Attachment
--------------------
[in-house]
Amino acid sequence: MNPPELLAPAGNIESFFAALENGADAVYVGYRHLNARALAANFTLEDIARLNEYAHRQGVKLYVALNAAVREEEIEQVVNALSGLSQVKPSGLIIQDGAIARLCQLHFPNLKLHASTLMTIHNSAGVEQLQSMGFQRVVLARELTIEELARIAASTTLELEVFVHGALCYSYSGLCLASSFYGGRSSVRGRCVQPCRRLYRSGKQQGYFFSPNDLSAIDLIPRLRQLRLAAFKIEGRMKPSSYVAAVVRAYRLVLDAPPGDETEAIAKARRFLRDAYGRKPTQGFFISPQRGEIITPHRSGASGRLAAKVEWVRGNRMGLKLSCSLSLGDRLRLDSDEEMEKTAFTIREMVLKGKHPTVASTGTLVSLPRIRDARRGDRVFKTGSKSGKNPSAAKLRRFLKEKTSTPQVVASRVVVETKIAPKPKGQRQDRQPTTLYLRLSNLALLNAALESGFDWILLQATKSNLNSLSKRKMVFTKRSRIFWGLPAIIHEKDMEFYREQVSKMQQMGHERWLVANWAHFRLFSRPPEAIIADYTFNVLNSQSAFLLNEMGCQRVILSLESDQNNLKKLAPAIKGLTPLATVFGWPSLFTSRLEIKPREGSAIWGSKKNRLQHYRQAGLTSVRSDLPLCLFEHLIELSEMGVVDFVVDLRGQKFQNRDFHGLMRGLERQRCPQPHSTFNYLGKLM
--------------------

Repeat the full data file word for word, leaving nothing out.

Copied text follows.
[in-house]
Amino acid sequence: MNPPELLAPAGNIESFFAALENGADAVYVGYRHLNARALAANFTLEDIARLNEYAHRQGVKLYVALNAAVREEEIEQVVNALSGLSQVKPSGLIIQDGAIARLCQLHFPNLKLHASTLMTIHNSAGVEQLQSMGFQRVVLARELTIEELARIAASTTLELEVFVHGALCYSYSGLCLASSFYGGRSSVRGRCVQPCRRLYRSGKQQGYFFSPNDLSAIDLIPRLRQLRLAAFKIEGRMKPSSYVAAVVRAYRLVLDAPPGDETEAIAKARRFLRDAYGRKPTQGFFISPQRGEIITPHRSGASGRLAAKVEWVRGNRMGLKLSCSLSLGDRLRLDSDEEMEKTAFTIREMVLKGKHPTVASTGTLVSLPRIRDARRGDRVFKTGSKSGKNPSAAKLRRFLKEKTSTPQVVASRVVVETKIAPKPKGQRQDRQPTTLYLRLSNLALLNAALESGFDWILLQATKSNLNSLSKRKMVFTKRSRIFWGLPAIIHEKDMEFYREQVSKMQQMGHERWLVANWAHFRLFSRPPEAIIADYTFNVLNSQSAFLLNEMGCQRVILSLESDQNNLKKLAPAIKGLTPLATVFGWPSLFTSRLEIKPREGSAIWGSKKNRLQHYRQAGLTSVRSDLPLCLFEHLIELSEMGVVDFVVDLRGQKFQNRDFHGLMRGLERQRCPQPHSTFNYLGKLM